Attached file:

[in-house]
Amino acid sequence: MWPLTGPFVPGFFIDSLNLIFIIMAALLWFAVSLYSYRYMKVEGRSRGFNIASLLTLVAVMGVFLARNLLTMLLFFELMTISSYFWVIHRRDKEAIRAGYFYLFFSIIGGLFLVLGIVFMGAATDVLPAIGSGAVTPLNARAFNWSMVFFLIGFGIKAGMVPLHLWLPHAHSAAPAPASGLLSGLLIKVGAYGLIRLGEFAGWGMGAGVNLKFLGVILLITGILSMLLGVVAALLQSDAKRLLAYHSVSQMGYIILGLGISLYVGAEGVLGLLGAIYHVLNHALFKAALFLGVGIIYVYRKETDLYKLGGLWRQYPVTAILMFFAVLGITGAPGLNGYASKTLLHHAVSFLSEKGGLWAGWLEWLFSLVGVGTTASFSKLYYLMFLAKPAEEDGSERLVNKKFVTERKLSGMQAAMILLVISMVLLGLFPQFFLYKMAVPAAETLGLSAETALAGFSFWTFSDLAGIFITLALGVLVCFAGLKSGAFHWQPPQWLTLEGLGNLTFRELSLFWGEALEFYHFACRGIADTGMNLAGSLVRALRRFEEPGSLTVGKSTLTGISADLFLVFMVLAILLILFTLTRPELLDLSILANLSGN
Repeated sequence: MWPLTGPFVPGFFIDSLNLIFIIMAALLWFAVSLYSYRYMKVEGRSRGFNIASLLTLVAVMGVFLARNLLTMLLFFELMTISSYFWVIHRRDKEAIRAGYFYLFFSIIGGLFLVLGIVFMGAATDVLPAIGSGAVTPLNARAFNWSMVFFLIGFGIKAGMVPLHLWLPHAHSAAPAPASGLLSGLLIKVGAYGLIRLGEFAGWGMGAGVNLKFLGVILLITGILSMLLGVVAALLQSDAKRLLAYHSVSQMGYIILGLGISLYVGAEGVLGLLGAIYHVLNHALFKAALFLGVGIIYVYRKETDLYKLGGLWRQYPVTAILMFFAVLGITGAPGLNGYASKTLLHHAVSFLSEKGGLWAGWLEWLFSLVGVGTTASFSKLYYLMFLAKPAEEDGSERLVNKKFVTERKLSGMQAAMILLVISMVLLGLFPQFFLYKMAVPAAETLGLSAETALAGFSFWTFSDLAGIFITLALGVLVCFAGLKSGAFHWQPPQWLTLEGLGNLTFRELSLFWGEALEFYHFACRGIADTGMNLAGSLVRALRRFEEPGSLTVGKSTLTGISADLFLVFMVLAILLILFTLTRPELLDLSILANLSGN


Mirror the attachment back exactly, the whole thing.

[in-house]
Amino acid sequence: MWPLTGPFVPGFFIDSLNLIFIIMAALLWFAVSLYSYRYMKVEGRSRGFNIASLLTLVAVMGVFLARNLLTMLLFFELMTISSYFWVIHRRDKEAIRAGYFYLFFSIIGGLFLVLGIVFMGAATDVLPAIGSGAVTPLNARAFNWSMVFFLIGFGIKAGMVPLHLWLPHAHSAAPAPASGLLSGLLIKVGAYGLIRLGEFAGWGMGAGVNLKFLGVILLITGILSMLLGVVAALLQSDAKRLLAYHSVSQMGYIILGLGISLYVGAEGVLGLLGAIYHVLNHALFKAALFLGVGIIYVYRKETDLYKLGGLWRQYPVTAILMFFAVLGITGAPGLNGYASKTLLHHAVSFLSEKGGLWAGWLEWLFSLVGVGTTASFSKLYYLMFLAKPAEEDGSERLVNKKFVTERKLSGMQAAMILLVISMVLLGLFPQFFLYKMAVPAAETLGLSAETALAGFSFWTFSDLAGIFITLALGVLVCFAGLKSGAFHWQPPQWLTLEGLGNLTFRELSLFWGEALEFYHFACRGIADTGMNLAGSLVRALRRFEEPGSLTVGKSTLTGISADLFLVFMVLAILLILFTLTRPELLDLSILANLSGN
Repeated sequence: MWPLTGPFVPGFFIDSLNLIFIIMAALLWFAVSLYSYRYMKVEGRSRGFNIASLLTLVAVMGVFLARNLLTMLLFFELMTISSYFWVIHRRDKEAIRAGYFYLFFSIIGGLFLVLGIVFMGAATDVLPAIGSGAVTPLNARAFNWSMVFFLIGFGIKAGMVPLHLWLPHAHSAAPAPASGLLSGLLIKVGAYGLIRLGEFAGWGMGAGVNLKFLGVILLITGILSMLLGVVAALLQSDAKRLLAYHSVSQMGYIILGLGISLYVGAEGVLGLLGAIYHVLNHALFKAALFLGVGIIYVYRKETDLYKLGGLWRQYPVTAILMFFAVLGITGAPGLNGYASKTLLHHAVSFLSEKGGLWAGWLEWLFSLVGVGTTASFSKLYYLMFLAKPAEEDGSERLVNKKFVTERKLSGMQAAMILLVISMVLLGLFPQFFLYKMAVPAAETLGLSAETALAGFSFWTFSDLAGIFITLALGVLVCFAGLKSGAFHWQPPQWLTLEGLGNLTFRELSLFWGEALEFYHFACRGIADTGMNLAGSLVRALRRFEEPGSLTVGKSTLTGISADLFLVFMVLAILLILFTLTRPELLDLSILANLSGN